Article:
Revenue loss in the international tourism sector in 2020 caused by a decrease in travelers crossing borders is estimated at $1.3 trillion, on the back of strict travel bans imposed by countries amid the coronavirus pandemic, a U.N. body said.
Last year's international arrivals fell by one billion, or 74 percent, from 2019, ensuring that the overall estimated damage was over 11 times larger than in 2009 in the wake of the global financial crisis, according to a recent press release by the World Tourism Organization, a specialized agency of the United Nations.
Due to the economic fallout from the virus spread, 100 to 120 million people have been put at risk of losing their jobs in the tourism industry, the Madrid-based body said, adding that many of them are from small and midsized business operators.
"Global tourism suffered its worst year on record in 2020," the agency, also known as UNWTO, said in the news release, citing an "unprecedented fall in demand and widespread travel restrictions" to prevent the virus from further spreading.
By region, Europe saw the largest drop in absolute numbers, with overseas arrivals down 500 million, or 70 percent, from the previous year. Meanwhile, those in Asia and the Pacific nations tumbled by 300 million, marking the sharpest decrease at 84 percent.
On a percentage basis, the Middle East and Africa followed with a 75 percent plunge each, with the North and South Americas experiencing a 69 percent sink.
As for 2021, a UNWTO panel of experts survey showed 45 percent of respondents forecast the situation will become better, while 30 percent predicted a deterioration, according to the press release. The remaining 25 percent expected a similar performance to 2020.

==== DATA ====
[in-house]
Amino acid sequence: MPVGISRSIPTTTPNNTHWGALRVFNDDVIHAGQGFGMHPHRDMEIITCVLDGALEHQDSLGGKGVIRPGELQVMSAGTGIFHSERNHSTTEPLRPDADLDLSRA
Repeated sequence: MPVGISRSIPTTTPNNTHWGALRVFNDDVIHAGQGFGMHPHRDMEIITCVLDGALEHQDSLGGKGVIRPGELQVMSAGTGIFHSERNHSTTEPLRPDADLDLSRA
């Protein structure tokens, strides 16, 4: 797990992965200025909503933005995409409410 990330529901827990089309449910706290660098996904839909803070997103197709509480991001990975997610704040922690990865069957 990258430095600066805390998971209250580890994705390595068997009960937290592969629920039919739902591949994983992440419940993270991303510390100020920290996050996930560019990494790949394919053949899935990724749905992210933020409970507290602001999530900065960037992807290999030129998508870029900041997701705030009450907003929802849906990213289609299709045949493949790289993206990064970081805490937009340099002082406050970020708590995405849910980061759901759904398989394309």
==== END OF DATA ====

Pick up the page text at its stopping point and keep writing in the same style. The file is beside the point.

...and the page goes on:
The survey also showed that 43 percent think the tourism industry will rebound to pre-pandemic levels in 2023, with 41 percent saying it will happen in 2024 or later.
UNWTO said that it expects the "gradual rollout of a COVID-19 vaccine" to bring about a recovery in consumer sentiment and eased travel restrictions, making travel relatively normal, albeit at a slow pace, during 2021.
"While much has been made in making safe international travel a possibility, we are aware that the crisis is far from over," said Zurab Pololikashvili, secretary general of UNWTO.
"The harmonization, coordination and digitalization of COVID-19 travel-related risk reduction measures, including testing, tracing and vaccination certificates, are essential foundations to promote safe travel and prepare for the recovery of tourism once conditions allow," the agency's chief added.
Since first detected in the central Chinese city of Wuhan in late 2019, the virus has continued to spread globally and has resulted in over 105 million infection cases and more than 2.3 million deaths, according to data compiled by Johns Hopkins University.